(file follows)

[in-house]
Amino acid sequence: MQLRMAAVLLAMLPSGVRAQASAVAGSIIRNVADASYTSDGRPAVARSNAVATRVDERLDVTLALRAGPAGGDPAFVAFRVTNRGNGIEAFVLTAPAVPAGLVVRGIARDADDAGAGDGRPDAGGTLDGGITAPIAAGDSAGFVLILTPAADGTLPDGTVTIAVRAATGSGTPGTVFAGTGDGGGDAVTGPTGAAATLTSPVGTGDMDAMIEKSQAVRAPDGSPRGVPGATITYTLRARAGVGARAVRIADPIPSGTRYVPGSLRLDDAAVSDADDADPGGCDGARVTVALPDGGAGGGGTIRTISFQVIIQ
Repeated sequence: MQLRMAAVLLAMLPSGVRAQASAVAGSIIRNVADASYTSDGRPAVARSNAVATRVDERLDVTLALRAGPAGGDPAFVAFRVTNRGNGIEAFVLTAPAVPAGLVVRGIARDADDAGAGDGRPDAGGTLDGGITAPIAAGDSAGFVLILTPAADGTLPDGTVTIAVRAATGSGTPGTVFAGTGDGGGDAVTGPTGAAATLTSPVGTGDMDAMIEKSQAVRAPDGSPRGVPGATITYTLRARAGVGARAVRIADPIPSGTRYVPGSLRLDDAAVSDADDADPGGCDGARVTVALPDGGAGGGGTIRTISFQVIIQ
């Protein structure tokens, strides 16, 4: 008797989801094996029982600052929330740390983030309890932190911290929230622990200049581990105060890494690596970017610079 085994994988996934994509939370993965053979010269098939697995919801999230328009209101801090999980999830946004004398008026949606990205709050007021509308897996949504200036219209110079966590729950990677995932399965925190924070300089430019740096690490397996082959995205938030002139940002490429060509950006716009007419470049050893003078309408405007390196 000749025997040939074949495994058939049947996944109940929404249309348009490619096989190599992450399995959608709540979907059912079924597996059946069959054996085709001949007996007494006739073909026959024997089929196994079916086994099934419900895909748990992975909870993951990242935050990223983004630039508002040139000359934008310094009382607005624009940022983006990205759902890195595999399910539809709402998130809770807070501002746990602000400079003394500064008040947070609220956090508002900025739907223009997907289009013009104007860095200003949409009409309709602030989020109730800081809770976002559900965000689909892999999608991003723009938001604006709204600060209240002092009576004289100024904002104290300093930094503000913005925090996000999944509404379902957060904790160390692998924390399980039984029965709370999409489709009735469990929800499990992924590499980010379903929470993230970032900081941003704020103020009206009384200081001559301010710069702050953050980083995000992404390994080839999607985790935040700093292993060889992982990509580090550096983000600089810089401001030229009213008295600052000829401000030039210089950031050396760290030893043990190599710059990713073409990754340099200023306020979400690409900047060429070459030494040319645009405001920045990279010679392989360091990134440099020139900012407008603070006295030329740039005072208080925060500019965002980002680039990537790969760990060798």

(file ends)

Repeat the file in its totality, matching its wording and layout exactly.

[in-house]
Amino acid sequence: MQLRMAAVLLAMLPSGVRAQASAVAGSIIRNVADASYTSDGRPAVARSNAVATRVDERLDVTLALRAGPAGGDPAFVAFRVTNRGNGIEAFVLTAPAVPAGLVVRGIARDADDAGAGDGRPDAGGTLDGGITAPIAAGDSAGFVLILTPAADGTLPDGTVTIAVRAATGSGTPGTVFAGTGDGGGDAVTGPTGAAATLTSPVGTGDMDAMIEKSQAVRAPDGSPRGVPGATITYTLRARAGVGARAVRIADPIPSGTRYVPGSLRLDDAAVSDADDADPGGCDGARVTVALPDGGAGGGGTIRTISFQVIIQ
Repeated sequence: MQLRMAAVLLAMLPSGVRAQASAVAGSIIRNVADASYTSDGRPAVARSNAVATRVDERLDVTLALRAGPAGGDPAFVAFRVTNRGNGIEAFVLTAPAVPAGLVVRGIARDADDAGAGDGRPDAGGTLDGGITAPIAAGDSAGFVLILTPAADGTLPDGTVTIAVRAATGSGTPGTVFAGTGDGGGDAVTGPTGAAATLTSPVGTGDMDAMIEKSQAVRAPDGSPRGVPGATITYTLRARAGVGARAVRIADPIPSGTRYVPGSLRLDDAAVSDADDADPGGCDGARVTVALPDGGAGGGGTIRTISFQVIIQ
């Protein structure tokens, strides 16, 4: 008797989801094996029982600052929330740390983030309890932190911290929230622990200049581990105060890494690596970017610079 085994994988996934994509939370993965053979010269098939697995919801999230328009209101801090999980999830946004004398008026949606990205709050007021509308897996949504200036219209110079966590729950990677995932399965925190924070300089430019740096690490397996082959995205938030002139940002490429060509950006716009007419470049050893003078309408405007390196 000749025997040939074949495994058939049947996944109940929404249309348009490619096989190599992450399995959608709540979907059912079924597996059946069959054996085709001949007996007494006739073909026959024997089929196994079916086994099934419900895909748990992975909870993951990242935050990223983004630039508002040139000359934008310094009382607005624009940022983006990205759902890195595999399910539809709402998130809770807070501002746990602000400079003394500064008040947070609220956090508002900025739907223009997907289009013009104007860095200003949409009409309709602030989020109730800081809770976002559900965000689909892999999608991003723009938001604006709204600060209240002092009576004289100024904002104290300093930094503000913005925090996000999944509404379902957060904790160390692998924390399980039984029965709370999409489709009735469990929800499990992924590499980010379903929470993230970032900081941003704020103020009206009384200081001559301010710069702050953050980083995000992404390994080839999607985790935040700093292993060889992982990509580090550096983000600089810089401001030229009213008295600052000829401000030039210089950031050396760290030893043990190599710059990713073409990754340099200023306020979400690409900047060429070459030494040319645009405001920045990279010679392989360091990134440099020139900012407008603070006295030329740039005072208080925060500019965002980002680039990537790969760990060798």